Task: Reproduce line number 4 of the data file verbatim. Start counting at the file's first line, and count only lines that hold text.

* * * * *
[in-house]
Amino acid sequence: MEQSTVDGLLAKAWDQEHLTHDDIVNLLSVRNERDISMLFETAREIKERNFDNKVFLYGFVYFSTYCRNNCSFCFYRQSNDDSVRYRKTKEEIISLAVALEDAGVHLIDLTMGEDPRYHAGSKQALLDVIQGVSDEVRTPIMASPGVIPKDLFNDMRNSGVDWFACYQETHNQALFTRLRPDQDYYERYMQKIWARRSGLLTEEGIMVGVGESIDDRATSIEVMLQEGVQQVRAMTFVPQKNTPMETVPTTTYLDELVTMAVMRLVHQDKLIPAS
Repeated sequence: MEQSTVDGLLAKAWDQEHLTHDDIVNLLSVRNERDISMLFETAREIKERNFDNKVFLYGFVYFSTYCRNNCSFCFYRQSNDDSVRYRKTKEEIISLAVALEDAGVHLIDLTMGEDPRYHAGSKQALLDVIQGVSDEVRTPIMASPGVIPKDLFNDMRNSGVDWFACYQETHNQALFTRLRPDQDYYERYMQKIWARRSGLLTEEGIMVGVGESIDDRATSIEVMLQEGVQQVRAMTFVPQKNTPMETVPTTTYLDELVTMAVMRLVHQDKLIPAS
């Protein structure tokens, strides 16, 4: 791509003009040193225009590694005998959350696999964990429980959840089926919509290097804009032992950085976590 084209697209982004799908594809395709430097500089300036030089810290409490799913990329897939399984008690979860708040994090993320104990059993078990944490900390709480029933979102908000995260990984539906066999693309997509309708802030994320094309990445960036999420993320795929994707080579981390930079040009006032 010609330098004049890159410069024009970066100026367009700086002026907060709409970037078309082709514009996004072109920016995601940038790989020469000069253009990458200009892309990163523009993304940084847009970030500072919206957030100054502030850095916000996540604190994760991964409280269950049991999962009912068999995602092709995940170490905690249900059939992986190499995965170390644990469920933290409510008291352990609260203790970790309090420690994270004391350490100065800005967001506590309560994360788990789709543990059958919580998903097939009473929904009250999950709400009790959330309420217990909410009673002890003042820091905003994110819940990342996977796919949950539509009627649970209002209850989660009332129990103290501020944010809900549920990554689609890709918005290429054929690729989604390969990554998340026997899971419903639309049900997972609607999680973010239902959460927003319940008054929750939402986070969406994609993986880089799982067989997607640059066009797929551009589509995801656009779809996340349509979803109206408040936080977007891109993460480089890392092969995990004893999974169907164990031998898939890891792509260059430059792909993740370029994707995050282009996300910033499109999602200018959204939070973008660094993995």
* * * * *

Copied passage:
């Protein structure tokens, strides 16, 4: 791509003009040193225009590694005998959350696999964990429980959840089926919509290097804009032992950085976590 084209697209982004799908594809395709430097500089300036030089810290409490799913990329897939399984008690979860708040994090993320104990059993078990944490900390709480029933979102908000995260990984539906066999693309997509309708802030994320094309990445960036999420993320795929994707080579981390930079040009006032 010609330098004049890159410069024009970066100026367009700086002026907060709409970037078309082709514009996004072109920016995601940038790989020469000069253009990458200009892309990163523009993304940084847009970030500072919206957030100054502030850095916000996540604190994760991964409280269950049991999962009912068999995602092709995940170490905690249900059939992986190499995965170390644990469920933290409510008291352990609260203790970790309090420690994270004391350490100065800005967001506590309560994360788990789709543990059958919580998903097939009473929904009250999950709400009790959330309420217990909410009673002890003042820091905003994110819940990342996977796919949950539509009627649970209002209850989660009332129990103290501020944010809900549920990554689609890709918005290429054929690729989604390969990554998340026997899971419903639309049900997972609607999680973010239902959460927003319940008054929750939402986070969406994609993986880089799982067989997607640059066009797929551009589509995801656009779809996340349509979803109206408040936080977007891109993460480089890392092969995990004893999974169907164990031998898939890891792509260059430059792909993740370029994707995050282009996300910033499109999602200018959204939070973008660094993995």